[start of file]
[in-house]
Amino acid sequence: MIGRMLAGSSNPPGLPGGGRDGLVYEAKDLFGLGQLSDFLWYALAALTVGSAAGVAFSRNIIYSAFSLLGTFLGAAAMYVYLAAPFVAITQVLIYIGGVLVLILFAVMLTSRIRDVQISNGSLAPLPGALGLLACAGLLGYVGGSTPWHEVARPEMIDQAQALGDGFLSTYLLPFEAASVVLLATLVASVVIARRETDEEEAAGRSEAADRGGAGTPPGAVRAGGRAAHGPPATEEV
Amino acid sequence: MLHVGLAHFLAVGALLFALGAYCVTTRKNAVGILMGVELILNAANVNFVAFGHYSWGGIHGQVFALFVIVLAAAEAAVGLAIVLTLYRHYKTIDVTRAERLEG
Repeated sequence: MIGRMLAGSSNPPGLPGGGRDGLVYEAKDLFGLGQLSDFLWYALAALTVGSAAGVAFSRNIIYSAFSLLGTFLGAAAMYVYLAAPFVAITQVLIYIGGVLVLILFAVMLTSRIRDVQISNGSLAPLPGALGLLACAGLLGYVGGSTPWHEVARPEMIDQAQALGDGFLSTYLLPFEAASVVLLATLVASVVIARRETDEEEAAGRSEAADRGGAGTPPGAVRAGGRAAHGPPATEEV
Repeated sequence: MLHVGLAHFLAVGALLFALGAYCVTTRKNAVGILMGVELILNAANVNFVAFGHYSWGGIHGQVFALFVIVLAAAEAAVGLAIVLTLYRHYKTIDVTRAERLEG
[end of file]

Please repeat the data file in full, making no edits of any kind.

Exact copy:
[in-house]
Amino acid sequence: MIGRMLAGSSNPPGLPGGGRDGLVYEAKDLFGLGQLSDFLWYALAALTVGSAAGVAFSRNIIYSAFSLLGTFLGAAAMYVYLAAPFVAITQVLIYIGGVLVLILFAVMLTSRIRDVQISNGSLAPLPGALGLLACAGLLGYVGGSTPWHEVARPEMIDQAQALGDGFLSTYLLPFEAASVVLLATLVASVVIARRETDEEEAAGRSEAADRGGAGTPPGAVRAGGRAAHGPPATEEV
Amino acid sequence: MLHVGLAHFLAVGALLFALGAYCVTTRKNAVGILMGVELILNAANVNFVAFGHYSWGGIHGQVFALFVIVLAAAEAAVGLAIVLTLYRHYKTIDVTRAERLEG
Repeated sequence: MIGRMLAGSSNPPGLPGGGRDGLVYEAKDLFGLGQLSDFLWYALAALTVGSAAGVAFSRNIIYSAFSLLGTFLGAAAMYVYLAAPFVAITQVLIYIGGVLVLILFAVMLTSRIRDVQISNGSLAPLPGALGLLACAGLLGYVGGSTPWHEVARPEMIDQAQALGDGFLSTYLLPFEAASVVLLATLVASVVIARRETDEEEAAGRSEAADRGGAGTPPGAVRAGGRAAHGPPATEEV
Repeated sequence: MLHVGLAHFLAVGALLFALGAYCVTTRKNAVGILMGVELILNAANVNFVAFGHYSWGGIHGQVFALFVIVLAAAEAAVGLAIVLTLYRHYKTIDVTRAERLEG